Documents released under the Freedom of Information Act reveal Leeds City Council has funded a host of trips across Britain, Europe and beyond since 2007 against a background of public sector job losses and an ever-tightening squeeze on local Government spending.
The authority said the 150,000 figure should be taken in the context of its annual 2.1bn budget, and that spending "small amounts" on training sessions, conferences and civic visits can improve staff competence and helped to promote Leeds at a global level.
But spreadsheets cataloguing the council's travel expenditure reveal the cost to taxpayers of certain flights alone has run into many thousands of pounds.
For example, the authority spent a total of 11,500 on flights for two trips to the city of Hangzhou in eastern China for the Lord Mayor of Leeds plus his entourage in 2009 and 2010. The civic visits were organised because Leeds has been twinned with the Chinese city for the past 20 years.
The council did not specify whether the Mayor flew in economy or business class – but the cost of the flights alone for the Mayor and partner was 4,929 for the trip in 2010, and 3,704 for the trip in 2009.
In 2008 the authority spent 2,000 flying the Mayor plus partner and the Sergeant at Mace to Brno in the Czech Republic – another city with which Leeds has established a formal partnership.
The travel documents reveal taxpayers have been funding expensive foreign trips for council officers as well as its elected members,
In October last year, just days before the Government was due to announce savage cuts to every council's budget in its comprehensive spending review, Leeds spent 5,500 sending a large team of officers from its city development team to a conference in Milan. The flights were economy class tickets with budget airline Jet2.
Officers from the same department have flown to destinations across Europe over the past three years to attend conferences and attempt to raise the city's profile on the European stage.
Other expensive flights funded by local taxpayers include 909 on flights to Nice in the south of France, and a 447 return flight to Amsterdam.
Officers from the council's children's services department also made frequent trips abroad, though this can be a necessary part of vetting adoption and child safety cases.
However, one flight to Greece cost the taxpayer 1,500.
And the council also paid 350 for a flight from Leeds to Edinburgh on three separate occasions. An off-peak return train ticket costs 88.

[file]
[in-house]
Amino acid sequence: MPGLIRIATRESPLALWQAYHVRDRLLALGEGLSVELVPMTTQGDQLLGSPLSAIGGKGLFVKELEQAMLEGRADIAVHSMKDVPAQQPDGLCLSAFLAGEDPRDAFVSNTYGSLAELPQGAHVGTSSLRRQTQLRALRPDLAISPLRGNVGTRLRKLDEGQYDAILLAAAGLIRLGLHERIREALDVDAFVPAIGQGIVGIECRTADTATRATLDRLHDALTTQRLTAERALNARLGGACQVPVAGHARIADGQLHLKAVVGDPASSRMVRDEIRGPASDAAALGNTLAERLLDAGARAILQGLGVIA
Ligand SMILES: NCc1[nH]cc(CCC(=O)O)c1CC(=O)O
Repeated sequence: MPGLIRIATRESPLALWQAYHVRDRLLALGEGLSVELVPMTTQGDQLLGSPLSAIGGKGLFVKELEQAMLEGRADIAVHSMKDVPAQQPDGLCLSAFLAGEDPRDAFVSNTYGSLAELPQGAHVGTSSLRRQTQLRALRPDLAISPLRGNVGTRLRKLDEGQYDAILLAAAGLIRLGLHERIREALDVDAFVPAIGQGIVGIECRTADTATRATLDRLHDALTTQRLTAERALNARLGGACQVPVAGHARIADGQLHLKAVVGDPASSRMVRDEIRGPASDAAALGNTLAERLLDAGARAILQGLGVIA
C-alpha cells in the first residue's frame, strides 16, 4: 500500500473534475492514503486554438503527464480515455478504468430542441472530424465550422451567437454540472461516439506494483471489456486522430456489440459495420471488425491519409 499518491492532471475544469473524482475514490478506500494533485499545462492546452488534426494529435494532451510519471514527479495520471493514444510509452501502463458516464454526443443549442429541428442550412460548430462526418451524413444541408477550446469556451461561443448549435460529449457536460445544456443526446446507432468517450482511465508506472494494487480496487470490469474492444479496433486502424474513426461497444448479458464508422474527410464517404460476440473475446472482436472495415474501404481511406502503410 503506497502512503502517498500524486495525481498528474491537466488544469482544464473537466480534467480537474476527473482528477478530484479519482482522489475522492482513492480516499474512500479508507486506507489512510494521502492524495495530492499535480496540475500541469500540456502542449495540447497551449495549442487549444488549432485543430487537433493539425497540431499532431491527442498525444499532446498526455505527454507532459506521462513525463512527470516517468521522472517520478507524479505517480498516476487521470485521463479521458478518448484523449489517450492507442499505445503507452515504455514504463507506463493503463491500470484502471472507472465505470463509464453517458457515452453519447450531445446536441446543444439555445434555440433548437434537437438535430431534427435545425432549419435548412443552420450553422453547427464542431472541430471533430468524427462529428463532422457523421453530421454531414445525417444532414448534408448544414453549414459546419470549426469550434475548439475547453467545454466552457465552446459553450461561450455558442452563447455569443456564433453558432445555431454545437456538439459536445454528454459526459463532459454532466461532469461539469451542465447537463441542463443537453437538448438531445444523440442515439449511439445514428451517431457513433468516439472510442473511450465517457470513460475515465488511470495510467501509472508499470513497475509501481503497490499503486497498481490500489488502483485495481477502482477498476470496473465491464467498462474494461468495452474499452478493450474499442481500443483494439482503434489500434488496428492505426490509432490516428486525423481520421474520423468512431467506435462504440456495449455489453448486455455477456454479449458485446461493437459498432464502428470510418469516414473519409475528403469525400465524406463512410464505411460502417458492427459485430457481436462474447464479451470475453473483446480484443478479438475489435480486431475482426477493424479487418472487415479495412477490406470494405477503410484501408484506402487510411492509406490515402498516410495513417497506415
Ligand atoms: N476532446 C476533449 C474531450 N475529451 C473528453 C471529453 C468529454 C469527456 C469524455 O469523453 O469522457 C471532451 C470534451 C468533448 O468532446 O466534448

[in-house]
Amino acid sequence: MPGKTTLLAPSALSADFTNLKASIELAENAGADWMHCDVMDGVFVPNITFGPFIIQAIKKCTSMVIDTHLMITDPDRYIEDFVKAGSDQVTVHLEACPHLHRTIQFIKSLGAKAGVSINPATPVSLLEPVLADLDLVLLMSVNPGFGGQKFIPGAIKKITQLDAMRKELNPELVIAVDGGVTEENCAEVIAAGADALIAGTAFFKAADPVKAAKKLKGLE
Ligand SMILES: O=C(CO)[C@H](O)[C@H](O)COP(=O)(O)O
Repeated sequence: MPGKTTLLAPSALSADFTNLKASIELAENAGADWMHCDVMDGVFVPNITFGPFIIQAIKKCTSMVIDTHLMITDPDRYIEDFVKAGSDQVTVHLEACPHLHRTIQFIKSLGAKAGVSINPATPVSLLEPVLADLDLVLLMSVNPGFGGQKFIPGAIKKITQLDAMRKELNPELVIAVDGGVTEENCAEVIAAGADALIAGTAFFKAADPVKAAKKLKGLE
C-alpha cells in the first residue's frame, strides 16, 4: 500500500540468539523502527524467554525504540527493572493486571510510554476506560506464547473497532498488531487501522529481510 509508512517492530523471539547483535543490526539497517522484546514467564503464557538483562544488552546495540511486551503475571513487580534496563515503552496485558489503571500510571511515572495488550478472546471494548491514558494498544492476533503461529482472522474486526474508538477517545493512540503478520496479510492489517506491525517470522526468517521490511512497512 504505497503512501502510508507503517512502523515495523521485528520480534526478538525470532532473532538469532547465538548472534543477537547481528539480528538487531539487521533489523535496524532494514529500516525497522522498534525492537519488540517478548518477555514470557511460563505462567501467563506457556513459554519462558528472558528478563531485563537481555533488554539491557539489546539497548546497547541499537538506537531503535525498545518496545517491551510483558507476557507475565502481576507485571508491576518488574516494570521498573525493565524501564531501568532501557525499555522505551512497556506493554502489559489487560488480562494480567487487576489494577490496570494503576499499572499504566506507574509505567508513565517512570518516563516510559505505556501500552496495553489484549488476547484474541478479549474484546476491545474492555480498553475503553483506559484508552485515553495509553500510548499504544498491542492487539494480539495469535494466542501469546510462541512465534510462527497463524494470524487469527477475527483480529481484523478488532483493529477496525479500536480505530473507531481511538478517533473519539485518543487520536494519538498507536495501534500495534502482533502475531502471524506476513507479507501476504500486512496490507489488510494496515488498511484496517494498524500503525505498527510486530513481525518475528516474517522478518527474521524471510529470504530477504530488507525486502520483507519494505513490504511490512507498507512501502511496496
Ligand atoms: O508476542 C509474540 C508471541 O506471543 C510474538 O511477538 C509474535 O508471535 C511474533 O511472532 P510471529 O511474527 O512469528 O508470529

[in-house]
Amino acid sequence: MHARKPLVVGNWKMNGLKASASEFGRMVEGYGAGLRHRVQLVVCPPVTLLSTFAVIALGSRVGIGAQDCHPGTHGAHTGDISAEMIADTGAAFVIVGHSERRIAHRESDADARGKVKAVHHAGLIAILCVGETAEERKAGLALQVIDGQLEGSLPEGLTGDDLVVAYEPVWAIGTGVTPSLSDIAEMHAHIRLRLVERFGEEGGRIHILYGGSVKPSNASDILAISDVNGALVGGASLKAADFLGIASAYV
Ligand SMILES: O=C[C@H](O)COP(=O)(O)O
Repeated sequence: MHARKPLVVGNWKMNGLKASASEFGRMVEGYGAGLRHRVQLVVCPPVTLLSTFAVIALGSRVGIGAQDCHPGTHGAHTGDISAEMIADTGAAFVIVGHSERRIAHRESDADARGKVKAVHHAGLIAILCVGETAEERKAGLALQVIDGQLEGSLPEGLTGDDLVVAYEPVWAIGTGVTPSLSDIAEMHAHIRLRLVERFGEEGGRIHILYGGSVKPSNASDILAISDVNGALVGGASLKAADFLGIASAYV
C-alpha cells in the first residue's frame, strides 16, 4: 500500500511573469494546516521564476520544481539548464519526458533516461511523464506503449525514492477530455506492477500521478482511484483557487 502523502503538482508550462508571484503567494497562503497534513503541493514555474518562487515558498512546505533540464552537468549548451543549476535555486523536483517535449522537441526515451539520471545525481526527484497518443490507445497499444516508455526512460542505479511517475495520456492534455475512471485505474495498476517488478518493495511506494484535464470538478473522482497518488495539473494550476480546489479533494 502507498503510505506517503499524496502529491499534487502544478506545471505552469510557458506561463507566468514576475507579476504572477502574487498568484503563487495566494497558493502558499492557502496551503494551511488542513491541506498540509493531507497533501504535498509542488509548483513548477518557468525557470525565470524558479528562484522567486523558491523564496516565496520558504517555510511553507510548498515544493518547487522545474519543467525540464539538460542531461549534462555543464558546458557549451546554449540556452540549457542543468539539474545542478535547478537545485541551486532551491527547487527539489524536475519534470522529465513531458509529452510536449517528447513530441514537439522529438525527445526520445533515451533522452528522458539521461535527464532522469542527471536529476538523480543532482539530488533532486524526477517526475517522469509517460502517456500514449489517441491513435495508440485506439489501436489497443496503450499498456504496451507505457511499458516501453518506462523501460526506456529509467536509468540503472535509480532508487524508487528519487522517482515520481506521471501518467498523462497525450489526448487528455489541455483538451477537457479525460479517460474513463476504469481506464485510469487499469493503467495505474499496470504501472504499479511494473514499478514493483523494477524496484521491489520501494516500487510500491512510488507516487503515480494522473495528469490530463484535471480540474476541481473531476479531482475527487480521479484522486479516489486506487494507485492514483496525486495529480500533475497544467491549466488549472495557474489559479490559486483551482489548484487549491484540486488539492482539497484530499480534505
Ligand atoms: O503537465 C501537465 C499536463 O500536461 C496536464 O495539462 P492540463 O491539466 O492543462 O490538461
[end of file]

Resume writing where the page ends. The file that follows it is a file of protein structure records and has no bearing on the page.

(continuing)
Other trips within the UK funded by Leeds City Council included spending 1,365 sending two elected councillors to a conference in the seaside town of Bournemouth in June 2008.
Council officers spent three nights at the 214 a night Plaza Riverbank Hotel in London, a "four star deluxe" establishment which offers "stunning views of Big Ben and the London Eye" from its location on the South Bank of the River Thames.
The authority also paid out 3,600 for seven executive members of West North West Homes, the arm's-length body which runs council housing on its behalf, to attend a single-night conference in Manchester in July 2010.
Staff attending included the housing association's chief executive plus five of its directors.
Leeds also paid nearly 900 to send two delegates from West North West Homes to a conference on cleaning.
In a short statement, the city council reiterated that the 150,000 spent on flights and hotels since 2007 was a tiny part of its overall budget.
A spokesman said: "While the council is under financial pressure now, when taken against the council's overall budget of more than 6bn over the last three years these small amounts actually pay great dividends – both making the council a more professional organisation, and ensuring the city of Leeds is known nationally and internationally as a good place to do business."
The council's has been backed by the Local Government Association, which represents councils across England and Wales.
On Saturday it told the Yorkshire Post: "Forging links abroad is an important way of generating investment, developing cultural ties, boosting trade and creating jobs in the UK."